More likely, states could reinstate distancing warrants when daily deaths hit a threshold of eight deaths per million. That would result in 511,373 deaths by the end of February 2021, according to the model.

Other models do not look as far into the future or have not taken seasonality into account and have underestimated the number of deaths that could result, Dr Murray said.

Such models “fuel the poorly science-based opinions circulating that the epidemic is over or the worst is behind us,” he said. “And that’s a pretty risky strategy.”

But Dr Tuite said she was unsure whether, even taking seasonality into account, deaths would peak in the spring, as the model estimates. Dr Murray’s model does not take into account the treatments currently available for people in hospital, she added.

For example, deaths among hospitalized patients fell to 7.6% from 25.6% in the spring, according to a study.

The new research is based on other flawed assumptions, Dr Bansal said. The model offers estimates for individual states but does not account for variations based on age or location within states, and the numbers are based on limited testing and death data at the onset of the pandemic.

Due to these and other assumptions, the estimated number of deaths is at best an approximation. Still, the figure highlights the need for individual and population-wide precautions.

Dr Murray and his colleagues have shown that the use of masks, in particular, has a huge impact, reducing the risk of infection by about half at the individual and population level.

As of September 20, just under half of Americans said they still wear a mask. But the regular use of masks by 95% of the population would save 129,574 lives, according to the new analysis. Regular use of masks by just 85% of Americans could prevent 95,814 deaths by March 2021, possibly avoiding restrictive lockdowns, Dr Murray said.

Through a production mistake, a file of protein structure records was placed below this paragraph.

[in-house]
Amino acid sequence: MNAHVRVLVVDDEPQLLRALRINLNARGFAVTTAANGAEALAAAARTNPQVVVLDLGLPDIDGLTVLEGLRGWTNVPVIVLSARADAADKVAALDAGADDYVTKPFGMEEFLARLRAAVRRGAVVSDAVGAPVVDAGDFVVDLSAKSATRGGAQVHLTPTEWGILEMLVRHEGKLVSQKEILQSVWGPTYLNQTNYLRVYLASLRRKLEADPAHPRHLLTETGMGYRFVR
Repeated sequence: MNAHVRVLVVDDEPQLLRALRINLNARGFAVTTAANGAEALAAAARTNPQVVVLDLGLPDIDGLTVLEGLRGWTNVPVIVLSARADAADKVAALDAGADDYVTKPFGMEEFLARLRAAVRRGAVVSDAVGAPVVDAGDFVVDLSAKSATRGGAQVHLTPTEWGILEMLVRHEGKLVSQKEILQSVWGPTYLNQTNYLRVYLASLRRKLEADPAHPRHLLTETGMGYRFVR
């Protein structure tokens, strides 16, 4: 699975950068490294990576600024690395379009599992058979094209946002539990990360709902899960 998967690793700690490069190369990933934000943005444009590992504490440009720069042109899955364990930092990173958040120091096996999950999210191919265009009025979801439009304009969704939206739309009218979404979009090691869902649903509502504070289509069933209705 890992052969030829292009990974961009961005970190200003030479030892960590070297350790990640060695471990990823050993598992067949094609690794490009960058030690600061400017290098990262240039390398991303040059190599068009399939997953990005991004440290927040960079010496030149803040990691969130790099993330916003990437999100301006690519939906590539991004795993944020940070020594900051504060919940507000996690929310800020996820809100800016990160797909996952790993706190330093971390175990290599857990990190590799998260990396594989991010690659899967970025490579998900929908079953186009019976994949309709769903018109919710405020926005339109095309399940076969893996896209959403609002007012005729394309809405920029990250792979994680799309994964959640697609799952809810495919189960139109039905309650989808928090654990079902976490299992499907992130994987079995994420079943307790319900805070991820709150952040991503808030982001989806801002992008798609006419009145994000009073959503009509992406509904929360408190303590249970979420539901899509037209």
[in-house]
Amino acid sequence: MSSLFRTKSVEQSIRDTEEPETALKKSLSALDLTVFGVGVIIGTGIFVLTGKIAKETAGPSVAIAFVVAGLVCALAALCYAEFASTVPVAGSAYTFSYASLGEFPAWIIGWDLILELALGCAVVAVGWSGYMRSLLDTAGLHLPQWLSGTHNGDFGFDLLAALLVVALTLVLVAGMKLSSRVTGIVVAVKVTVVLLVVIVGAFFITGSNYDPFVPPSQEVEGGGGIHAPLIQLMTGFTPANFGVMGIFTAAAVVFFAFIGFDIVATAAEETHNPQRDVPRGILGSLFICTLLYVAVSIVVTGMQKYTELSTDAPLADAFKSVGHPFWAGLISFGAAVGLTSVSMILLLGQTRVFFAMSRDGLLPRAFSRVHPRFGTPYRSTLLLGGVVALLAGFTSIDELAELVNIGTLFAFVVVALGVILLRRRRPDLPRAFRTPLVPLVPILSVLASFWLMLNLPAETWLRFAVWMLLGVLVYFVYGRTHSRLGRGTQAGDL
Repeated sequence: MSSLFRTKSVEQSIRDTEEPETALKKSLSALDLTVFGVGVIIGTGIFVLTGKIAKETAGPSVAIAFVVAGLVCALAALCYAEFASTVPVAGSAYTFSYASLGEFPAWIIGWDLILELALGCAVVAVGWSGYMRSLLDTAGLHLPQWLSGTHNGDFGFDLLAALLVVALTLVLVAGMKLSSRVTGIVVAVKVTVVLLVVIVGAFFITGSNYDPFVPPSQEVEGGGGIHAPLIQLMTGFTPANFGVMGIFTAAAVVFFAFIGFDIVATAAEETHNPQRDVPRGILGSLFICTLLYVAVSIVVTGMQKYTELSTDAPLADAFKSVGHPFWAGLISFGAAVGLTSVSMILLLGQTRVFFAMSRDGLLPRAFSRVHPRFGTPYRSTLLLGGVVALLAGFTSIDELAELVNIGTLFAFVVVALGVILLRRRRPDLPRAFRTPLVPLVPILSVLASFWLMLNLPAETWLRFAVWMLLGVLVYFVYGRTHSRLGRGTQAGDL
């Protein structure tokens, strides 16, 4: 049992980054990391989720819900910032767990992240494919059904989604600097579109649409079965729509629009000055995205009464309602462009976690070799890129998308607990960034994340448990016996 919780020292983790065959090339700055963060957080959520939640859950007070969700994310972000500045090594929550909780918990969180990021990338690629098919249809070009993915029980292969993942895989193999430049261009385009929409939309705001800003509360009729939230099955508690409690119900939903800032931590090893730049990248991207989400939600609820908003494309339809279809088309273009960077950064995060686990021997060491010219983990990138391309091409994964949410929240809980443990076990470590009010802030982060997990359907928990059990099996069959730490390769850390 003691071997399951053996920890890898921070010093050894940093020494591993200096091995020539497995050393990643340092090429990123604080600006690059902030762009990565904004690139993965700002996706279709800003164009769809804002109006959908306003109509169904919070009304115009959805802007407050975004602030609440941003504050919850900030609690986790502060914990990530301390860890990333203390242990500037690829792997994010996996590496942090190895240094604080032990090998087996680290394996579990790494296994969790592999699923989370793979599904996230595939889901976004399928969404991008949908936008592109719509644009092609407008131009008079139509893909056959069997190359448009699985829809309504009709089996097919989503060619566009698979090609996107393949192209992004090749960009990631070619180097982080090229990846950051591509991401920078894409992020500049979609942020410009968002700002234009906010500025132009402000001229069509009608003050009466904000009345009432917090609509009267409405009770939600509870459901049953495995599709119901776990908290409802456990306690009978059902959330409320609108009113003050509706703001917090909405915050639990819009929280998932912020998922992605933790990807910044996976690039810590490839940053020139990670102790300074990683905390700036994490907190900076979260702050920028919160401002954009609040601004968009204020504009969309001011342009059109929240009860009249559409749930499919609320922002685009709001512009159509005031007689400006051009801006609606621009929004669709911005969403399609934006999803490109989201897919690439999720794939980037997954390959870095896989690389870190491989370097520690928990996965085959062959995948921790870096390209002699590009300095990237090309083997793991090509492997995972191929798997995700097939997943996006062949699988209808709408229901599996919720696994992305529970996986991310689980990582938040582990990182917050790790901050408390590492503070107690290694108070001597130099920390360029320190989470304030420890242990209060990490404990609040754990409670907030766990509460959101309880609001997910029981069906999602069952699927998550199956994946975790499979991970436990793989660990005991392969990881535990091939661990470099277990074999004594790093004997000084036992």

“Increasing the use of masks is one of the best strategies we have right now to delay the imposition of social distancing warrants and all the economic effects of that, and save lives,” he said. declared.

Mask warrants and sanctions for not wearing a mask may increase the number of people wearing masks, he suggested.

The mask estimates are also likely to be rough approximations, but even so, said Dr Tuite, “the qualitative conclusion is really important, that is, it has an impact, and an impact of ‘a much less disruptive way than locks or the like. more restrictive types of interventions. “

Masks are an effective and inexpensive tool to stem the spread of the virus and yet they have unfortunately become politicized, like many others in the pandemic, said Dr Carlos del Rio, an infectious disease expert at Emory University at Atlanta.

“If you wear a mask, you are a Democrat,” he said. “If you don’t wear a mask, you are a Republican. And I think that’s what’s wrong at all.

“The fact that we continue to make masks as a political issue is really upsetting,” he added, “because frankly I don’t want to see people die.”